- Our amendment does not seek to restore the amount to the amount that the President recommended, which is $144 million more than the committee recommends, it seeks merely to restore $70 million, or about half of what the difference is to what the President recommended.
- This is less than the bare
minimum of what is needed. We have hundreds of thousands of families on waiting lists, waiting up to 10 years for decent housing for Section 8 vouchers.
Reference: Department of Housing and Urban Development appropriations;
Bill HR 5576 Amendment 1015
; vote number 2006-267
on Jun 13, 2006
- The existing bill fully funds the renewal of Section 8 vouchers. Additional funds are simply not necessary.
- The cost of Section 8 vouchers are remaining constant and in some markets are actually decreasing. As such, this funding level will provide funds to restore vouchers that may have been lost in recent years.
- The proposed reduction will cause delays in critically needed efforts to modernize antiquated legacy computer systems.
Voted NO on promoting work and marriage among TANF recipients.
Welfare Reauthorization Bill: Vote to pass a bill that would approve $16.5 billion to renew the Temporary Assistance for Needy Families block grant program through fiscal 2008 and call for new welfare aid conditions. The bill raises the work requirements for individuals getting assistance from 30 to 40 hours per week. States would be required to increase the number of recipient families working from the current level of 50 percent to 70 percent or more in 2008. The bill also provides an additional $1 billion in mandatory state child care grants and provides $200 million annually for marriage promotion programs.
Reference: Bill sponsored by Pryce, R-OH;
Bill HR 4
; vote number 2003-30
on Feb 13, 2003
Voted NO on treating religious organizations equally for tax breaks.
Vote to pass a bill that would allow religious organizations to compete equally with other non-governmental groups for federal funds to provide social service, and provide $13.3 billion in tax breaks for charitable giving over 10 years.
Bill HR 7
; vote number 2001-254
on Jul 19, 2001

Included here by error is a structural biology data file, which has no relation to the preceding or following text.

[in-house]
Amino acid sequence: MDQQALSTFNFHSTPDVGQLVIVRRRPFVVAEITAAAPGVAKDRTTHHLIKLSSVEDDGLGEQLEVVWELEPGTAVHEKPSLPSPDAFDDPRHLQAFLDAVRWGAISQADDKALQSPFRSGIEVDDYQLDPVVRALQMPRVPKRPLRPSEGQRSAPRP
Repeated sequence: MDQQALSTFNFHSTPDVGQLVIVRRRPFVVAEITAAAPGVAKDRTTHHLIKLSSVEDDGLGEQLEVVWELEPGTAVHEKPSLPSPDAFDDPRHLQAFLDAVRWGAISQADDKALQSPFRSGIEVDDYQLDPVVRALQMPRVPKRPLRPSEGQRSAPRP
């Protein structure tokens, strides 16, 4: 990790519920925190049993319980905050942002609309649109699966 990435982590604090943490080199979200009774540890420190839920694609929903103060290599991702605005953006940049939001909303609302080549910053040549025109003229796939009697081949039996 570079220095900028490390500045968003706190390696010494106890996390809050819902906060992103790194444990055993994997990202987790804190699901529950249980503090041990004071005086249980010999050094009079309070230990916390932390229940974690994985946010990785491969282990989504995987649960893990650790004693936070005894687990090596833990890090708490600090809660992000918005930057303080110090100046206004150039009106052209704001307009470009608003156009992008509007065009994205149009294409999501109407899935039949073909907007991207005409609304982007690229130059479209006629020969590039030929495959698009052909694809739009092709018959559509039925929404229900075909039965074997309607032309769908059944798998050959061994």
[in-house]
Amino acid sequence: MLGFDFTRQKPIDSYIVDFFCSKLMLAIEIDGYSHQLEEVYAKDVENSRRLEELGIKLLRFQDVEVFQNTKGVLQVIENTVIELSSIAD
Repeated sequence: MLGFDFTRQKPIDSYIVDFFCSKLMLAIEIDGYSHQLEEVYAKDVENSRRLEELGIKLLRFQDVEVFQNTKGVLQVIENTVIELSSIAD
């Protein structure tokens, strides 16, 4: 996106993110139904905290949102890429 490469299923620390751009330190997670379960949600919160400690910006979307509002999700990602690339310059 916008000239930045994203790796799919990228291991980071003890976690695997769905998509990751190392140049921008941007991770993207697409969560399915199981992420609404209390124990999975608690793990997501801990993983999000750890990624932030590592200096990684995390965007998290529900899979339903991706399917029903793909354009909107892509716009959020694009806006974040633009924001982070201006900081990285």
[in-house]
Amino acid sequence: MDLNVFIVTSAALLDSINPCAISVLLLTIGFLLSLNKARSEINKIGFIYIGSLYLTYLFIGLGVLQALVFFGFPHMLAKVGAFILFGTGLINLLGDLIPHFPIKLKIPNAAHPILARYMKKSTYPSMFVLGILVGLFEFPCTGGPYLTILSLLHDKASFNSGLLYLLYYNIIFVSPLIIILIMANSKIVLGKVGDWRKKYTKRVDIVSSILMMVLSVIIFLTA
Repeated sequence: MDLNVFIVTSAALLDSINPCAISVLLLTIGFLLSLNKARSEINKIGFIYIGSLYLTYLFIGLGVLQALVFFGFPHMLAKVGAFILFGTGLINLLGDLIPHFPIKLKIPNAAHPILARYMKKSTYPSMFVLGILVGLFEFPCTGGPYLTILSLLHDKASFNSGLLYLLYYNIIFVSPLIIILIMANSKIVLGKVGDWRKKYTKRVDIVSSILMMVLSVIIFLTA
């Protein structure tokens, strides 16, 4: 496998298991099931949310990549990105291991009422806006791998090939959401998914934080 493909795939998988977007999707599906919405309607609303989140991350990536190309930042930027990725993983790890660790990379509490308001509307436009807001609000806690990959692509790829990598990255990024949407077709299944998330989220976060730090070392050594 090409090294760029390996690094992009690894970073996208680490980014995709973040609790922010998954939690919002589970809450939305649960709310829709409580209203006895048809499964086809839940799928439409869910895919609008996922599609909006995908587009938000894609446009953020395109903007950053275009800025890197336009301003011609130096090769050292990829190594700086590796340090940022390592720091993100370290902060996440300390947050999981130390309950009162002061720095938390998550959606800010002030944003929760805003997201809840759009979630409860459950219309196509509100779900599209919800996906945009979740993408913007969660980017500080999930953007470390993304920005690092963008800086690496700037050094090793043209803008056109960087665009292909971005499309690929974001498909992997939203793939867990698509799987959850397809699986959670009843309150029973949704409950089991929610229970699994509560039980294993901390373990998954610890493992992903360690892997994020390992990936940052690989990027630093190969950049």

Voted YES on responsible fatherhood via faith-based organizations.
Vote to establish a program that would promote more responsible fatherhood by creating educational, economic and employment opportunities and give grants to state agencies and nonprofit groups, including faith-based institutions.
Reference: Bill sponsored by Johnson, R-CT.;
Bill HR 3073
; vote number 1999-586
on Nov 10, 1999
Increase the earned income tax credit.
Brown co-sponsored increasing the earned income tax credit
Provisions Relating to Earned Income Credit: Amends the Internal Revenue Code to repeal the supplemental young child credit and revise and increase the earned income credit.
Source: Tax Simplification Act (H.R.13) 1993-H13 on Jan 5, 1993
Reduce the concentration of wealth & wage inequality.
Brown adopted the Progressive Caucus Position Paper:
Economic inequality is the result of two and a half decades of government policies and rules governing the economy being tilted in favor of large asset owners at the expense of wage earners. Tax policy, trade policy, monetary policy, government regulations and other rules have reflected this pro-investor bias. We propose the introduction or reintroduction of a package of legislative initiatives that will close America’s economic divide and address both income and wealth disparities.
The Progressive Caucus could take the lead in the formation of a national leadership steering committee to put this dramatic issue before the public through coordinated media campaigns and local education and action forums. The political program should be concerned with: After a decade of economic prosperity, the moral question remains: if we can’t address the persistent economic divide in our nation today, when can we?
Source: CPC Position Paper: Income Inequality 99-CPC3 on Nov 11, 1999
- Reducing wage inequality: We are proposing initiatives to both raise the minimum wage floor and prevent the tax code from subsidizing excessive compensation.
- Asset-building initiatives:
The government has historically given land to citizens. Unfortunately, the programs were discriminatory toward people of color and kept a whole generation of people off the asset-building train. We are proposing a universal asset building approach that will dramatically reduce the number of “asset less” households and reduce the disparity of wealth for all Americans.
- Addressing the over concentration of wealth and power: The concentration of wealth is a problem because it distorts our democracy, destabilizes the economy and erodes our at our social and cultural fabric. Too much concentrated wealth leads to too much concentrated power and begins to undermine our participatory democracy.
Page last updated: Jan 10, 2019